REVIEW: Cabbage in Southsea
Although Cabbage may have the most implausible name for a band, perhaps that's the reason why Castle Road is packed to see today's buzz band at the Record Store Day fair.
It’s an ungodly 1pm when the band take the stage and I suspect these five young lads would rather be tucked in their bunks on the tour bus.
Despite this the band rise to the challenge and make a wonderous psychedelic racket, finishing off the their short set with the wonderfully titled Uber Capitalist Death Trade.
Not surprisingly, afterward fans were making sure their Record Store Day purchase of the bands debut album were promptly signed.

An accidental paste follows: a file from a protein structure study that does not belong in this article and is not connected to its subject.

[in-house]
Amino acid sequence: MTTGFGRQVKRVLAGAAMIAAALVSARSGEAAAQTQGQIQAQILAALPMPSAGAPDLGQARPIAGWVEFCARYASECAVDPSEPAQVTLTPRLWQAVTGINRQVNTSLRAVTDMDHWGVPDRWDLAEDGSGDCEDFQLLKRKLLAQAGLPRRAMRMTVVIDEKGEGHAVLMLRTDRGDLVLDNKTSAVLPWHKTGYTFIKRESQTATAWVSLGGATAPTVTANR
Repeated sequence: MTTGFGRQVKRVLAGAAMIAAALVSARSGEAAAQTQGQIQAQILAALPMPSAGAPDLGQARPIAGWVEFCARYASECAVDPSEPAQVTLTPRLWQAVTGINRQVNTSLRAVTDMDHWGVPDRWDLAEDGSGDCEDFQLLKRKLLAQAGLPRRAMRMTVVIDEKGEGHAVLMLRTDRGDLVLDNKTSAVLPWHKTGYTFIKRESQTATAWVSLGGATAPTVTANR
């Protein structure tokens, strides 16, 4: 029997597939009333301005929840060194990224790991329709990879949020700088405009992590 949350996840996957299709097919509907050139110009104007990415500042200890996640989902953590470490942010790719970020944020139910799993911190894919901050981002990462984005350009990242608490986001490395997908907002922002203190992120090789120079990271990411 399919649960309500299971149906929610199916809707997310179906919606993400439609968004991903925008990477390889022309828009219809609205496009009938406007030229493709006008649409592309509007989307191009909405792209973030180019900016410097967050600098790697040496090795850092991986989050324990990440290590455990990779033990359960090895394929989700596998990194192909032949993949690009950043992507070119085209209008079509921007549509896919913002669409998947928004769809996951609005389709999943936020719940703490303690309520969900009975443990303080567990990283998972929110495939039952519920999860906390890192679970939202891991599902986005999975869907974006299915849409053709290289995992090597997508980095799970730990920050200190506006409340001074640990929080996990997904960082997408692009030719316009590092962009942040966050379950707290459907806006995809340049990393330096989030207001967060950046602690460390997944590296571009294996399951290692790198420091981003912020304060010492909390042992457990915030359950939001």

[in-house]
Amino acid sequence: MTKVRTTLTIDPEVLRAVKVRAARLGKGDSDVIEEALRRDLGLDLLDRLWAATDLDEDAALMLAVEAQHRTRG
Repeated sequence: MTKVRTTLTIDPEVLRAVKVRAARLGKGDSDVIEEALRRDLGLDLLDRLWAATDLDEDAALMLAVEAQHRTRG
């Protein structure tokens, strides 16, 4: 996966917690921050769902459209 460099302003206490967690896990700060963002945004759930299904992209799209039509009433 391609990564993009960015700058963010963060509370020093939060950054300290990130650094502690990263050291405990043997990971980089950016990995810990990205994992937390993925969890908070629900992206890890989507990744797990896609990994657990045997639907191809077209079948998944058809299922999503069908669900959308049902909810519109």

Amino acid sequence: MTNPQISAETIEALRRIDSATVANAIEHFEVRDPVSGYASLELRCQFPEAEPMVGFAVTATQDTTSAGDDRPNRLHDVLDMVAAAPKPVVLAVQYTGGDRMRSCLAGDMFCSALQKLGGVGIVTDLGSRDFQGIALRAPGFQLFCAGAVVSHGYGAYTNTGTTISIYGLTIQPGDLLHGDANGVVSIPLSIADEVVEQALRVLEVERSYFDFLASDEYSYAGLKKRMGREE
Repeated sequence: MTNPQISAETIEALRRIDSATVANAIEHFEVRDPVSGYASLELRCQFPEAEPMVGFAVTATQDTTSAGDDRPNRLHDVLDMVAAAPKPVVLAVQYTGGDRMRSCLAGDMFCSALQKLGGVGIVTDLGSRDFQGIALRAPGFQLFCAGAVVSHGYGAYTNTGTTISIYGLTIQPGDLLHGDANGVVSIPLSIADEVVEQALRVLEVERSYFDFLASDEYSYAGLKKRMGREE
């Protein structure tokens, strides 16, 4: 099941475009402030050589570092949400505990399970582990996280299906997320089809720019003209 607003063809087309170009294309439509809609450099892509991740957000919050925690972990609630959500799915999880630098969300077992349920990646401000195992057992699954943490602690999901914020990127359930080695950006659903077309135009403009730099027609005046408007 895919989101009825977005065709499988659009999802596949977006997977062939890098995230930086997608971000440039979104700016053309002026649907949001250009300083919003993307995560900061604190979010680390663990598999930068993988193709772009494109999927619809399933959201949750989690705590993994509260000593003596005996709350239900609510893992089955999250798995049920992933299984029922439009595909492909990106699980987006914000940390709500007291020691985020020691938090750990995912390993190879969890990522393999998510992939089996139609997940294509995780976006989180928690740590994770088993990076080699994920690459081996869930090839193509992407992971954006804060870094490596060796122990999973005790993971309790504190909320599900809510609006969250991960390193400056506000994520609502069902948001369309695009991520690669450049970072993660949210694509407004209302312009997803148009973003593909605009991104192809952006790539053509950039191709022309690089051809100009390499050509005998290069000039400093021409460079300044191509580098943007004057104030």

The band had certainly woken up by the time they took to the stage at the Wedgewood Rooms for that evening’s headlining show.
Singer Lee Broadbant prowling the stage like The Fall’s Mark E Smith’s son, and I have to say Eoghan Clifford is the most accomplished guitarist I have seen since Blur’s Graham Coxon.
There is certain arrogance and swagger to the band, just like a certain other Manchester band that played here 24 years ago. Without sounding too patronising this band are a lot more articulate and have something to say in their songs.
The highlight of the evening sees the crowd chanting along with the band: ‘I was born in the NHS, I wanna die in the NHS.’ A glorious moment.
Cabbage are back at Victorious Festival in August, make sure they are on your list.